Meeting Metallo

Metallo is a perfect example of the DC school of villain names. He's made of metal, do you see? Fiendishly clever. There were a few Metallos before the classic cyborg version debuted in the late fifties. Both John Corben and his brother Roger existed as Metallo at different points, each of them saved after a terrible incident left them at death's door. Their bodies replaced by mechanical exoskeletons and powered by a heart of kryptonite, both versions of Metallo became recurring nemeses for Superman. As well as the usual super-strength and near-invulnerability you'd expect from a cyborg, Metallo's kryptonite core emits radiation harmful to Kryptonians. In some versions, such as Supergirl's, he can fire beams of kryptonite energy from his heart. Later versions have been upgraded by such villains as Brainiac and Neron to have new abilities, such as a T-1000-esque metamorphic power, or the ability to absorb other mechanical items into his being. Some versions became absolutely gigantic.

The New 52 imprint rebooted Metallo as the John Corben in the supersuit "Metal-0," and linked his origins to the experiments of John Henry Irons, aka the superhero Steel. The John Corben Metallo has been a foe in several TV series featuring Superman, including Superboy, Lois and Clark and Smallville. Supergirl is unusual in forcibly creating a second Metallo so that both Superman and Supergirl can be battled in their own base cities.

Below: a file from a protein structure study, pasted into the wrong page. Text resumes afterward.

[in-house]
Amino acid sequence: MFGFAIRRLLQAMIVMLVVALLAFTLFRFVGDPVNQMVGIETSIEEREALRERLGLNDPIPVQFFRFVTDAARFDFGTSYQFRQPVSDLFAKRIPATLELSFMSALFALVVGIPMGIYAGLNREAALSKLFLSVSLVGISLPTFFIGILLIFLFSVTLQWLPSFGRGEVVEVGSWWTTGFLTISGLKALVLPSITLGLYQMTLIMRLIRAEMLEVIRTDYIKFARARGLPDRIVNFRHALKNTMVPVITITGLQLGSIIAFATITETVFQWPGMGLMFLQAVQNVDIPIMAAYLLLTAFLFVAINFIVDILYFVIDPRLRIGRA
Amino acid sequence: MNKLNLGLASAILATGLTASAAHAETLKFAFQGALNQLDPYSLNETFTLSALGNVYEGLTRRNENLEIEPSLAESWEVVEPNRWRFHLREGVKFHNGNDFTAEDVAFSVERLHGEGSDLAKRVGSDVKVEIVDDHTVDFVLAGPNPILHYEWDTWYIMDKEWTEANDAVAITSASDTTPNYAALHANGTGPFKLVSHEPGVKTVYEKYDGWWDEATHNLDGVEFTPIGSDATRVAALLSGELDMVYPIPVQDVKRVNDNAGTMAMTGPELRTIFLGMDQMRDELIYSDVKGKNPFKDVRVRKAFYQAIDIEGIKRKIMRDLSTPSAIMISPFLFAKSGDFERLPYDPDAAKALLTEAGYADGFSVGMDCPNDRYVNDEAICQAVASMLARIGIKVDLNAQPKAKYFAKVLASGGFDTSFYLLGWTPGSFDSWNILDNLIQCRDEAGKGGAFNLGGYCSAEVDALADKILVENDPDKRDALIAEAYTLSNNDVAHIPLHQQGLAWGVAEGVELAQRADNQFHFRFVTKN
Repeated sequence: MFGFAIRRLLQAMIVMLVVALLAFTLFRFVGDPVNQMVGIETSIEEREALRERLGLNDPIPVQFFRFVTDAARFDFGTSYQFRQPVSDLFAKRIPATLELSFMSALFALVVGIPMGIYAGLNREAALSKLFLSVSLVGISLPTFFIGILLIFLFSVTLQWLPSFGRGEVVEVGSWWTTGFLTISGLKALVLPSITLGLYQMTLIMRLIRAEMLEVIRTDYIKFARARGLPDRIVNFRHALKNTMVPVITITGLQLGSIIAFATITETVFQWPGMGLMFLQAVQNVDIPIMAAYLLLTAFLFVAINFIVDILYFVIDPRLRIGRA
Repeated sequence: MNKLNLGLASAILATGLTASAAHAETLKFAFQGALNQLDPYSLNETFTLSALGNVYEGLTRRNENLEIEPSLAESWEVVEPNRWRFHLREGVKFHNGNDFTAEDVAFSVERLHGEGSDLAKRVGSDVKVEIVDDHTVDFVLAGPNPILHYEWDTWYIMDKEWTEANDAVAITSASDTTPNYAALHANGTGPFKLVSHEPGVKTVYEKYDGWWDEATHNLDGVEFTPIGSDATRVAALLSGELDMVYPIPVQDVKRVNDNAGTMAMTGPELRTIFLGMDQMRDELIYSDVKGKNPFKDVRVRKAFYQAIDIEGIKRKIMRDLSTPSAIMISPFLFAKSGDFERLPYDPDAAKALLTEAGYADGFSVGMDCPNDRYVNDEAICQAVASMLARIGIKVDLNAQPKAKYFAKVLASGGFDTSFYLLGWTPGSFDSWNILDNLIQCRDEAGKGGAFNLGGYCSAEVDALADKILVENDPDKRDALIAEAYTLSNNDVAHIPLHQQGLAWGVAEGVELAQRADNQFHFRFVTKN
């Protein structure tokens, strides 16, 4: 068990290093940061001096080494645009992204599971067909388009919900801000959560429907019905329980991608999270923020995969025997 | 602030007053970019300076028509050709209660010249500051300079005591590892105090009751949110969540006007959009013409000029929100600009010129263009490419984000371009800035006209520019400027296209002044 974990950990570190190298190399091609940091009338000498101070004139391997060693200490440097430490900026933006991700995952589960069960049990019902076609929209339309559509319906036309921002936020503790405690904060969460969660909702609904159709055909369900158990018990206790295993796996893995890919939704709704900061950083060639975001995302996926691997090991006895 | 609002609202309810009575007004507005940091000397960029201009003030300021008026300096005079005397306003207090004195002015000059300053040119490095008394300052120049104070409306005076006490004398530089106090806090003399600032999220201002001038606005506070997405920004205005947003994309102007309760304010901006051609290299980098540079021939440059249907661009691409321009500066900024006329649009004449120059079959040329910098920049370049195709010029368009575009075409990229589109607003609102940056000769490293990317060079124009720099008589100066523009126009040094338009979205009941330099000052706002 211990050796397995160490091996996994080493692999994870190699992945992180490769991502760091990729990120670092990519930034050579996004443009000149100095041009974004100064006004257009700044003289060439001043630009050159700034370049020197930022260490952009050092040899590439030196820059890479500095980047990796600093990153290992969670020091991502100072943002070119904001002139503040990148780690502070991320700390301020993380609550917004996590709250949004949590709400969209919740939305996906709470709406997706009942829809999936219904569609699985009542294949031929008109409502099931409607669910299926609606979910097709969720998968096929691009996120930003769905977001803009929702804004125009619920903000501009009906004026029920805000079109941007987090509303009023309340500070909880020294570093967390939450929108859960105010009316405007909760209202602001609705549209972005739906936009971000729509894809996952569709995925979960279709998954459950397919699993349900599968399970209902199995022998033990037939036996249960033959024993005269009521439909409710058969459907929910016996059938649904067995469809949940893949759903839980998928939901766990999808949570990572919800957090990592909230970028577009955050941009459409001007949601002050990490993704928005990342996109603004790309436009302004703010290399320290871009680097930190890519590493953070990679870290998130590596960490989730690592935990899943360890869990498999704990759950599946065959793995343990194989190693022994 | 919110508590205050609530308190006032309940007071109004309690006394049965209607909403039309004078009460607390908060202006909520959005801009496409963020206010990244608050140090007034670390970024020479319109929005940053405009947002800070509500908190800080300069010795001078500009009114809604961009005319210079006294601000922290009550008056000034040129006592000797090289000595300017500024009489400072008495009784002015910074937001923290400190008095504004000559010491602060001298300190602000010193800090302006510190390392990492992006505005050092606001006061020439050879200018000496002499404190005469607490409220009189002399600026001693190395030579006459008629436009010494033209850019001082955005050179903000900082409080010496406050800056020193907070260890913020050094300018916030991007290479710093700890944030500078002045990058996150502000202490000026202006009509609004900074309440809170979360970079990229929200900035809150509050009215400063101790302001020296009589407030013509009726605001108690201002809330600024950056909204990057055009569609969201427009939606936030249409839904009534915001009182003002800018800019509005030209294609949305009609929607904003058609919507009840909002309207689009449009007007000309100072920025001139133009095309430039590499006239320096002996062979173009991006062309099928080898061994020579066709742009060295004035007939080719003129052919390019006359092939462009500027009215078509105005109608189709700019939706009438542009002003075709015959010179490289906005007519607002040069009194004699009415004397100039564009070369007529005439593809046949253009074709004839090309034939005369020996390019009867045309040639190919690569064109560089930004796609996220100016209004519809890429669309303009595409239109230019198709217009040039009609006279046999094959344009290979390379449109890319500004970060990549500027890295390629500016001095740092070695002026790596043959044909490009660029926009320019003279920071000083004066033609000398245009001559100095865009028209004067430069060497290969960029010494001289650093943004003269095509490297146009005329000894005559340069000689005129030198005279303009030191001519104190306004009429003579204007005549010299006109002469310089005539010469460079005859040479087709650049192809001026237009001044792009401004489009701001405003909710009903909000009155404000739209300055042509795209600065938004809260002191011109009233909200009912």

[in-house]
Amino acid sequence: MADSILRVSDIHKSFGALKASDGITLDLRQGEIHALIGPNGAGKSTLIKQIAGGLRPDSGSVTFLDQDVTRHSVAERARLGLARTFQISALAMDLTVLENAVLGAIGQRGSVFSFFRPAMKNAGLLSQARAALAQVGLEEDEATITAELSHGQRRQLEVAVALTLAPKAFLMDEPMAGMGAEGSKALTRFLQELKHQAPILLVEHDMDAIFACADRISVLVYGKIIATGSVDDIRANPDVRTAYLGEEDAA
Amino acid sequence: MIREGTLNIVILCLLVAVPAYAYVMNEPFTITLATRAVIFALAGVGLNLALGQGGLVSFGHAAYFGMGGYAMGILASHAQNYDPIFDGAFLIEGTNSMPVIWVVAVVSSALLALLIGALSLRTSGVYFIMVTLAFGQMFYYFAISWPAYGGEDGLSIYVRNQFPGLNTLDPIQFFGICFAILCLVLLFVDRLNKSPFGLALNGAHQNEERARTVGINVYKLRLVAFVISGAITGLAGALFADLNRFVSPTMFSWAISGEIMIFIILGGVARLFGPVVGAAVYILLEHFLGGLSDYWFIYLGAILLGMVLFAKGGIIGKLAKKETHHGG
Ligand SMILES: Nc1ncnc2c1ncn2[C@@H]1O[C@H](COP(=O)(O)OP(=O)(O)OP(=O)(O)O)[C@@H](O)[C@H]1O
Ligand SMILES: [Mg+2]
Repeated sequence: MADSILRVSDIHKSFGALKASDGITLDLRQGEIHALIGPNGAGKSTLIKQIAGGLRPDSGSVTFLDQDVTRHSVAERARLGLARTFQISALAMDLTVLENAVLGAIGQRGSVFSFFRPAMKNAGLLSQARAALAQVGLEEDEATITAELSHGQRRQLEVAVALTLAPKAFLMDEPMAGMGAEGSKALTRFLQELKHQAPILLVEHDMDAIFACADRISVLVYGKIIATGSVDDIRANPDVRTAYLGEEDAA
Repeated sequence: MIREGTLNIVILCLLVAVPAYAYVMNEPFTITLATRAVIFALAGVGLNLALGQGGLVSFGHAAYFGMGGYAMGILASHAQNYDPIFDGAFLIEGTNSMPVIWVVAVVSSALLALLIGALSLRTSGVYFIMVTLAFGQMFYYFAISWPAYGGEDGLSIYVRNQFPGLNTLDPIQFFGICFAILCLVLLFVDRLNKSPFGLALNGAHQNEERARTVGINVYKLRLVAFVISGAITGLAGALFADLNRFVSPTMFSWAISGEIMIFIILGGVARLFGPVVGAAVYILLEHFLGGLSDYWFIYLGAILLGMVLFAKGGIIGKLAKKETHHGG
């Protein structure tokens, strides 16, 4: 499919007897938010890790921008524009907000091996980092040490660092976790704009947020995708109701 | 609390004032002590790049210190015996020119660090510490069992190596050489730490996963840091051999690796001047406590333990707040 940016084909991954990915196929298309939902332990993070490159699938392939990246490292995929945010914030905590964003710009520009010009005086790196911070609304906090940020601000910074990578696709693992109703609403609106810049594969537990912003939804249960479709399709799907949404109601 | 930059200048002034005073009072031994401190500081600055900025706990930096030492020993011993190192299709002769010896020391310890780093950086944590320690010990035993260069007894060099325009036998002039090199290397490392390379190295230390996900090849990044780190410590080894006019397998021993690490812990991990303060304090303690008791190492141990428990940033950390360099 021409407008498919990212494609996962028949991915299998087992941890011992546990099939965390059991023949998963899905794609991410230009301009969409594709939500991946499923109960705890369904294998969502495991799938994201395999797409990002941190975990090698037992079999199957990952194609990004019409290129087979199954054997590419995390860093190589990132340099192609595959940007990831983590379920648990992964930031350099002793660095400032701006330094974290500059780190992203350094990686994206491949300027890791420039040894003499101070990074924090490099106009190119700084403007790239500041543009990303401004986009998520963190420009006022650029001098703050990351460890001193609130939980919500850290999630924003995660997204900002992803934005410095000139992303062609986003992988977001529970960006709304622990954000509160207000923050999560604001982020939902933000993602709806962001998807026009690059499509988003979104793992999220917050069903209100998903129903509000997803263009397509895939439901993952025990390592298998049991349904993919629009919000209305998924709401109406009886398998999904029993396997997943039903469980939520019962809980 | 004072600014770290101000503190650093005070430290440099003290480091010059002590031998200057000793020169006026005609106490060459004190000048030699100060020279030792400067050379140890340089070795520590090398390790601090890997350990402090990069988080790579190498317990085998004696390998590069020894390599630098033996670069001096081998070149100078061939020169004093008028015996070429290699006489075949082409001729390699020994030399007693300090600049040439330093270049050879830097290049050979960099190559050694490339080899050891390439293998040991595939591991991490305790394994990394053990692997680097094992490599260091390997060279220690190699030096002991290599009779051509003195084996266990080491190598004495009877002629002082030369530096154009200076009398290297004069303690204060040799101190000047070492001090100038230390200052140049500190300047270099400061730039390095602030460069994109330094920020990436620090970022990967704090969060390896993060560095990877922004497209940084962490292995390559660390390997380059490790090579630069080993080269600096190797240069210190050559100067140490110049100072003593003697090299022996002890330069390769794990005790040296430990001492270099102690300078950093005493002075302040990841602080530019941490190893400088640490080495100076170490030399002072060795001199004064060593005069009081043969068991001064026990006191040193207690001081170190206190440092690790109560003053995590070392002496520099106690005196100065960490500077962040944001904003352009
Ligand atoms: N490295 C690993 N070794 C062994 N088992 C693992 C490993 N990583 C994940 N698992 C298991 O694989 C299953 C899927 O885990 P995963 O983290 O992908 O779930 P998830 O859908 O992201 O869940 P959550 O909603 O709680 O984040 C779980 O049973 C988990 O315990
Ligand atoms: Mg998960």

Wednesday, 19 October 2016

Comics to TV: Legends of Tomorrow 2-1 - Out of Time

To be honest, I'd gotten bored with Legends of Tomorrow. I've watched the odd episode on a sporadic basis but never actually finished the first season. However, I decided to jump back in with the beginning of season two, which has left me somewhat confused as to what has happened to various characters, but has also convinced me to give the series another chance.

It's not an original observation, but Legends is trying very hard to be Doctor Who with superheroes. This might become redundant at Christmas, when Doctor Who actually does superheroes, but right now, it's an approach that's working. Legends has taken the same track as Who by both creating an overseeing group of superiors - the Time Agents in this case - and then wiping them out so that the characters can actually have some fun. Now that Arthur Darvill's rogue agent Rip Hunter is policing the timestream, he's trying harder than ever to be a pseudo-Doctor, right down to a holographic farewell message in this episode lifted directly from The Parting of the Ways.